Nils van der Pool's Training

The 5000m / 10000 m speed skating champion released his training today. I can’t take credit - posted to r/velo or reddit but this is something many will find interesting. He did a load of training, and a load on the bike. Some key points.

  1. Season broken into four periods, aerobic, threshold, specific, aerobic 2.0
  2. Trained 5 on / 2 off
  3. Aimed for 33h on the bike during the aerobic period
  4. Threshold work consisted, in part, of 4 x 30m @ 400w !!!

He also talks some about the dangers of doing high intensity stuff for too long. Really good read. You can download the PDF here:


Enjoyed reading that, 3 back to back days of 7h bike rides. He wasn’t messing around.

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Thanks for sharing! I will read it with great interest.

He is quite a character, but with two gold medals he is clearly doing something right. Pretty cool he shared his training program. He’s retiring from long distance skating at 25 y/o to pursue other things. Personally I think it would be amazing if he tried cycling. He obviously got a huge engine.

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Thanks for posting this! I think this manifest deserves a full podcast episode! @ryan @chris @trevor


Hey - that’s a great idea!

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How does this speed skater’s training compare with other endurance sports?

Fast Talk Episode 185: Comparing Training Methods Across Endurance Sports with Dr. Stephen Seiler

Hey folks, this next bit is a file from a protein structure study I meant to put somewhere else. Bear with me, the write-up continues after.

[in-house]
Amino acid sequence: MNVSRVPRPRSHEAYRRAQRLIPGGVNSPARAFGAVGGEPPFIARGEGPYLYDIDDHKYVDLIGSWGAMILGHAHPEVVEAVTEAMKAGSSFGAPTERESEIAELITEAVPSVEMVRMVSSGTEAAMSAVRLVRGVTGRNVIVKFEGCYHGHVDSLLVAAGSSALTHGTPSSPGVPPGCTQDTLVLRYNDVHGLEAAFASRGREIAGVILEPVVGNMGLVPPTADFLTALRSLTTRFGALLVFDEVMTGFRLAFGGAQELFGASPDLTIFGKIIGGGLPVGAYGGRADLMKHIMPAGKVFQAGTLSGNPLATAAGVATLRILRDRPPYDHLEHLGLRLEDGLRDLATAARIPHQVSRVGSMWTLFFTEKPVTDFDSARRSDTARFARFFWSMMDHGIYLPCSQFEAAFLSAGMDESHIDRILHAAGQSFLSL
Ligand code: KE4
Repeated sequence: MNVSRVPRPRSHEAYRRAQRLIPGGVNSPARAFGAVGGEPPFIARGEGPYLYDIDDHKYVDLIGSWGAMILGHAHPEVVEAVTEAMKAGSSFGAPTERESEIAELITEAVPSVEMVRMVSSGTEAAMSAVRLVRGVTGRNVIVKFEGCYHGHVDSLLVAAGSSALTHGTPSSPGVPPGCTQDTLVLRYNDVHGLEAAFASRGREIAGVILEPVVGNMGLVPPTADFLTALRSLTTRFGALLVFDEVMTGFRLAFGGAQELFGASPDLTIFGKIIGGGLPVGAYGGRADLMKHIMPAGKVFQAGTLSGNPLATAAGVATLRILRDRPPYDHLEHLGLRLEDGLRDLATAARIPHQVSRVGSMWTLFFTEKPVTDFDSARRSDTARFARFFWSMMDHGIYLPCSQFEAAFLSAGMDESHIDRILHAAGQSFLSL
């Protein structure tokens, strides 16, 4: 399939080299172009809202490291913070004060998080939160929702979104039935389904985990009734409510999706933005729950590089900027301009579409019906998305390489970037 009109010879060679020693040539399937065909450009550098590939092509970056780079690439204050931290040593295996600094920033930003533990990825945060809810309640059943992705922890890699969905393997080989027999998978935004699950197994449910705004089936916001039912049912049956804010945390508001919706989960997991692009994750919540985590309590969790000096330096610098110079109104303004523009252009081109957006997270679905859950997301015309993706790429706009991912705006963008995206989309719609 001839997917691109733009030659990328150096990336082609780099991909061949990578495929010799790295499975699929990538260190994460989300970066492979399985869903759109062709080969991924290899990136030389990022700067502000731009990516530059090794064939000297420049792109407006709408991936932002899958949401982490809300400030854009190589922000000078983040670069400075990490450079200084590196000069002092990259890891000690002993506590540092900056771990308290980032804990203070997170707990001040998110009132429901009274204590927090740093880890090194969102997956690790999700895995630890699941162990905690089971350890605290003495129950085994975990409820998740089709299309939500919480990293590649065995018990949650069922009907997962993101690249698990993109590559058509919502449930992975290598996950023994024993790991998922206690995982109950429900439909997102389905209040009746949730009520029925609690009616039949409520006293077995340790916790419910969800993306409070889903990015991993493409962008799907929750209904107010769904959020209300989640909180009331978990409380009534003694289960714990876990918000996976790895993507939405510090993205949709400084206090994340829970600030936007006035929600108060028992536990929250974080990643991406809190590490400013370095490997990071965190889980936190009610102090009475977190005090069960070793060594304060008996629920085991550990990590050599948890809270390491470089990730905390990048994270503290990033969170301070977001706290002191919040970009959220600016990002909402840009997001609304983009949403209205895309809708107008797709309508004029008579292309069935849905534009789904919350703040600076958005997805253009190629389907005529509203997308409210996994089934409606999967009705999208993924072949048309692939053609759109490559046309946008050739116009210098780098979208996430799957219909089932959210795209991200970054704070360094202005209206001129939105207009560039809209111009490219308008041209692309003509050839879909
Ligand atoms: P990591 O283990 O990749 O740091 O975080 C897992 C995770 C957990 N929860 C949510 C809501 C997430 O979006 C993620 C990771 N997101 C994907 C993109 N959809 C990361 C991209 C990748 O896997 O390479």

With “Threshold Season”, ver der Pool broke all of Seiler’s rules. :slight_smile:

The document is a fascinating read. I’d be interested in hearing the coaches weigh in.



“Seiler’s rules” are derived from top performing athletes. As Seiler says: the athletes and coaches have naturally selected the best way to train.

Nils discovered a new path towards Olympic Gold which might become ‘Seiler 2.0’. Well, at least it worked for Nils.

What struck me most in his book is that his entire approach is designed by his beliefs and experience. Not only with respect to the training program, but also the life outside training and technique. As his log shows, he also regretted some experiments. Great learning experience and honesty!

Some of the things he does are textbook. His “Aerobic-Threshold-Specifik” seasons model the typical cycling base-build-peak.

I think the most surprising elements for me were:

The aerobic season volume - I don’t think most Tour de France competitors regularly hit 33 hours per week of low intensity base.

The volume of threshold training - 90 to 100 minutes of threshold for 5 days straight - the quantity of threshold training is mind boggling. On top of it he’ll do another 3 hours of low intensity aerobic training.

The volume isn’t that surprising, I have a few friends top 8 in the world in cross country skiing, they did 12-1400 hours a year for most of their career. 1400 is an average of 26.9 per week all year, he would regularly do very long days and weeks pole running with a pack mostly uphill 5-6 hours and get a ride back down. So the volume piece isn’t that surprising.

The threshold piece is a bit surprising but knowing one athlete who had a few gold medals in cross country as well, she would go through blocks of threshold training, twice a day with the following pattern;

1 - 2x a day
2 - 1x a day
3 - 2x a day
4 - rest easy
then 2 2 2 rest
then 2 1 2 rest so 15 interval session in 12 days if my math is correct.

So at this level not that surprising either. Variations of this have been done before.

I have only tried this with a few athletes over time, mostly because many just didn’t have the mental capacity. The few who did get through the blocks in a way I would have expected did follow up with a 3rd place at a world cup in u23 / elite, his best finish ever. He was so happy with that finish and recovered just fine from the training and the race, but he never wanted to try again. So the mental side of training this hard is a huge piece of the puzzle.